Pakistan's "Cowed" Majority: "One Guy Who's Willing To Die Is Equal To 100 Who Aren't"
In a recent NPR interview, National Book Award finalist Daniyal Mueenuddin spoke with arresting candor about Pakistan, using the word "feudalism" to describe the structure of life in the Indus River Valley where his family owns land.
This exchange between Mueenuddin and NPR host Steve Inskeep especially struck me:
INSKEEP: Does anybody think that the system in Pakistan is fair, is just?
Mr. MUEENUDIN: No, nobody thinks that. In Pakistan there's just such disparities in wealth. There's so many who don't have enough and there are few who have way too much.
INSKEEP: Do people widely believe in Pakistan that if a poor person or a poor family works hard, works honestly, and plays by the rules that they could someday get ahead?
Mr. MUEENUDIN: No, they don't. One of the things I've observed in Pakistan is that because people for generations have been living just at the edge of true desperation, they're very, very averse to innovation.
At my farm, for example, you'll see a guy who's, say - I'm exaggerating, but he's moving dirt from point A to point B and he's carrying it in a little bucket. And I'll say, hey, why don't, like, four of you get together and get a big platform, put all the dirt on that platform and then pick it up and move it over to the other place, wherever you want to move it? And they're reluctance to do it is puzzling and exasperating. And I think the reason is that innovation is dangerous. If you aspire, you can achieve, but you can also fail, and I think that failure is much more costly in a place like Pakistan than it is in, say, America.
INSKEEP: You have no margin for error.
Mr. MUEENUDIN: Exactly. If you do something new and it turns out to be a bad idea, you could fall very far.
Yet, Pakistan finds itself afflicted by terrorism — some of it carried out by suicide bombers, zealots who embrace a new, bad idea and "fall very far" all the way to death.
Mueenuddin explained the disproportionate power of violent extremists like this:
You see, one thing that you have to understand is that one guy who's willing to die for his belief is equal to 100 who aren't. These guys are fanatic, and therefore I think that you can't underestimate the threat from them, especially in a poor country like Pakistan, where most people are cowed and are unable because of their circumstance to resist.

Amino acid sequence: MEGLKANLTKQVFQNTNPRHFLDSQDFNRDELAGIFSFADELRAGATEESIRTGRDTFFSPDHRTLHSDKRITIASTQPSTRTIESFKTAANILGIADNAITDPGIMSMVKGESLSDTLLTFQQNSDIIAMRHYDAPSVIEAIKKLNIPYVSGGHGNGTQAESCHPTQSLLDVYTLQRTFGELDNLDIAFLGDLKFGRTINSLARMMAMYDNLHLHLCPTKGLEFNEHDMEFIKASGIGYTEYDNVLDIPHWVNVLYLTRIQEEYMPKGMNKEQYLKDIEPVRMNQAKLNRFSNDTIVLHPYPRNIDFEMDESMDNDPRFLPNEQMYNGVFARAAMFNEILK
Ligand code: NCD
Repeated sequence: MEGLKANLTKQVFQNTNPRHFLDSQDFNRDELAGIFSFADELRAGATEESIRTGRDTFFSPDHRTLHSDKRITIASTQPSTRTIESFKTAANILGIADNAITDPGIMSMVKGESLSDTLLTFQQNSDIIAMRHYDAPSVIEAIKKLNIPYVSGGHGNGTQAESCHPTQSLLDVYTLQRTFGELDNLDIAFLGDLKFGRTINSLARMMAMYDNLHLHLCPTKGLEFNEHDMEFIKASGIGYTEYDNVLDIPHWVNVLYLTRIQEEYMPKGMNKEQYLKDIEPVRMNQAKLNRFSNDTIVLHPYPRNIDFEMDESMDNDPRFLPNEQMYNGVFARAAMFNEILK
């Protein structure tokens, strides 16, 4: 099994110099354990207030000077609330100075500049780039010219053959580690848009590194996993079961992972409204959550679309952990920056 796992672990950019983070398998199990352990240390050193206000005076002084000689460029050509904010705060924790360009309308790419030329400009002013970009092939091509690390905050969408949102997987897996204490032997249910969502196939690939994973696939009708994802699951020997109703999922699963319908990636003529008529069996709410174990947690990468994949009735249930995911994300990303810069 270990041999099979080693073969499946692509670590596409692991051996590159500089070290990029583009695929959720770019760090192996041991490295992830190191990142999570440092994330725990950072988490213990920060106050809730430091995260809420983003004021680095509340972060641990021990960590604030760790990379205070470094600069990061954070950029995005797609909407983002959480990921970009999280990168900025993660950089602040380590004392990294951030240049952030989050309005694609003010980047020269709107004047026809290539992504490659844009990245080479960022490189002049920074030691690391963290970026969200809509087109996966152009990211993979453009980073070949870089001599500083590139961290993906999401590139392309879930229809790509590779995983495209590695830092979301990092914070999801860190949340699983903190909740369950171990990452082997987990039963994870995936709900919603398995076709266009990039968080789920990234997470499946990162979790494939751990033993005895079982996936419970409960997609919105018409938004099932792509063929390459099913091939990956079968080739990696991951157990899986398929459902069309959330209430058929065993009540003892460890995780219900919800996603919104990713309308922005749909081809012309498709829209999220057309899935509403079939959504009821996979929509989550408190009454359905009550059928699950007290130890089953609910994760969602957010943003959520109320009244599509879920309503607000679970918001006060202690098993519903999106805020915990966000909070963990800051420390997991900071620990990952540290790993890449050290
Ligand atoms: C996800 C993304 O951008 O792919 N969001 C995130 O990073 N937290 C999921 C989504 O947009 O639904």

Antimicrobial resistance is growing worldwide, rendering many "work horse" medicines ineffective. Without intervention, drug-resistant pathogens could lead to millions of deaths by 2050. Thankfully, companies like Pfizer are taking action.
- Antimicrobial-resistant pathogens are one of the largest threats to global health today.
- As we get older, our immune systems age, increasing our risk of life threatening infections. Without reliable antibiotics, life expectancy could decline for the first time in modern history.
- If antibiotics become ineffective, common infections could result in hospitalization or even death. Life-saving interventions like cancer treatments and organ transplantation would become more difficult, more often resulting in death. Routine procedures would become hard to perform.
- Without intervention, resistant pathogens could result in 10 million annual deaths by 2050.
- By taking a multi-faceted approach—inclusive of adherence to good stewardship, surveillance and responsible manufacturing practices, as well as an emphasis on prevention and treatment—companies like Pfizer are fighting to help curb the spread.
No, the Syrian civil war is not over. But it might be soon. Time for a recap
- The War in Syria has dropped off the radar, but it's not over (yet)
- This 1-minute video shows how the fronts have moved – and stabilised – over the past 22 months
- Watching this video may leave you both better informed, and slightly queasy: does war need a generic rock soundtrack?
Sarco assisted suicide pods come in three different styles, and allow you to die quickly and painlessly. They're even quite beautiful to look at.
Death: it happens to everyone (except, apparently, Keanu Reeves). But while the impoverished and lower-class people of the world die in the same ol' ways—cancer, heart disease, and so forth—the upper classes can choose hip and cool new ways to die. Now, there's an assisted-suicide pod so chic and so stylin' that peeps (young people still say peeps, right?) are calling it the "Tesla" of death... it's called... the Sarco!
Entrepreneur and author Andrew Horn shares his rules for becoming an assured conversationalist.
- To avoid basing action on external validation, you need to find your "authentic voice" and use it.
- Finding your voice requires asking the right questions of yourself.
- There are 3-5 questions that you would generally want to ask people you are talking to.
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